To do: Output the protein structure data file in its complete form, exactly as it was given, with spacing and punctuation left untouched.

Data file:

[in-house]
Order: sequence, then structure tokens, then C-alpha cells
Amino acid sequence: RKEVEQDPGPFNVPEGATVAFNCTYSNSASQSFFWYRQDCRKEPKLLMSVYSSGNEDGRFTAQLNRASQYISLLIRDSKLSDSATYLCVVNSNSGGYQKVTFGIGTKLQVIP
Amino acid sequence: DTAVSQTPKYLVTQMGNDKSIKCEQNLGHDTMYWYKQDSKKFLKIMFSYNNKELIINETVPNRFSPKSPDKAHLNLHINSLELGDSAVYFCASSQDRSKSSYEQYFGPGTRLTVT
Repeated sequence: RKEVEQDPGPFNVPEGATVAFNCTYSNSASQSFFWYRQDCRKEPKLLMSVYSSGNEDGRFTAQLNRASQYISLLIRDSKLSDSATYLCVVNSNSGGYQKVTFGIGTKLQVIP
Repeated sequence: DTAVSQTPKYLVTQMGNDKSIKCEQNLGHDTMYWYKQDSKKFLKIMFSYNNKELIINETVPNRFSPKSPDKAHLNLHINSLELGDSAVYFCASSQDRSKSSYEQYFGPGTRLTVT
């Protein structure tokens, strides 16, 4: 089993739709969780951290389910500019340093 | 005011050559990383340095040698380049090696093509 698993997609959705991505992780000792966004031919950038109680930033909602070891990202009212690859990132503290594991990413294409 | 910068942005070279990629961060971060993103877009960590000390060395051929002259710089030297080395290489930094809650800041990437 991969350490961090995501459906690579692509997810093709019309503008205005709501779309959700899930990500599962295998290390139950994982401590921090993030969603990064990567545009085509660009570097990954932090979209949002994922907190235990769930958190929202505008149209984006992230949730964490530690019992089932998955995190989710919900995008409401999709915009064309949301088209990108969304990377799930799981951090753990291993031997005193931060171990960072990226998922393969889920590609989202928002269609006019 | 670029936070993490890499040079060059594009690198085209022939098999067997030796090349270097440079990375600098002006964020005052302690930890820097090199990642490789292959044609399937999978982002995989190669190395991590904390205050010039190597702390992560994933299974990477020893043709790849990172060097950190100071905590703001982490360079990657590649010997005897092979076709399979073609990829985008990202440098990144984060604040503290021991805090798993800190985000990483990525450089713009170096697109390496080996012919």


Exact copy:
[in-house]
Order: sequence, then structure tokens, then C-alpha cells
Amino acid sequence: RKEVEQDPGPFNVPEGATVAFNCTYSNSASQSFFWYRQDCRKEPKLLMSVYSSGNEDGRFTAQLNRASQYISLLIRDSKLSDSATYLCVVNSNSGGYQKVTFGIGTKLQVIP
Amino acid sequence: DTAVSQTPKYLVTQMGNDKSIKCEQNLGHDTMYWYKQDSKKFLKIMFSYNNKELIINETVPNRFSPKSPDKAHLNLHINSLELGDSAVYFCASSQDRSKSSYEQYFGPGTRLTVT
Repeated sequence: RKEVEQDPGPFNVPEGATVAFNCTYSNSASQSFFWYRQDCRKEPKLLMSVYSSGNEDGRFTAQLNRASQYISLLIRDSKLSDSATYLCVVNSNSGGYQKVTFGIGTKLQVIP
Repeated sequence: DTAVSQTPKYLVTQMGNDKSIKCEQNLGHDTMYWYKQDSKKFLKIMFSYNNKELIINETVPNRFSPKSPDKAHLNLHINSLELGDSAVYFCASSQDRSKSSYEQYFGPGTRLTVT
């Protein structure tokens, strides 16, 4: 089993739709969780951290389910500019340093 | 005011050559990383340095040698380049090696093509 698993997609959705991505992780000792966004031919950038109680930033909602070891990202009212690859990132503290594991990413294409 | 910068942005070279990629961060971060993103877009960590000390060395051929002259710089030297080395290489930094809650800041990437 991969350490961090995501459906690579692509997810093709019309503008205005709501779309959700899930990500599962295998290390139950994982401590921090993030969603990064990567545009085509660009570097990954932090979209949002994922907190235990769930958190929202505008149209984006992230949730964490530690019992089932998955995190989710919900995008409401999709915009064309949301088209990108969304990377799930799981951090753990291993031997005193931060171990960072990226998922393969889920590609989202928002269609006019 | 670029936070993490890499040079060059594009690198085209022939098999067997030796090349270097440079990375600098002006964020005052302690930890820097090199990642490789292959044609399937999978982002995989190669190395991590904390205050010039190597702390992560994933299974990477020893043709790849990172060097950190100071905590703001982490360079990657590649010997005897092979076709399979073609990829985008990202440098990144984060604040503290021991805090798993800190985000990483990525450089713009170096697109390496080996012919």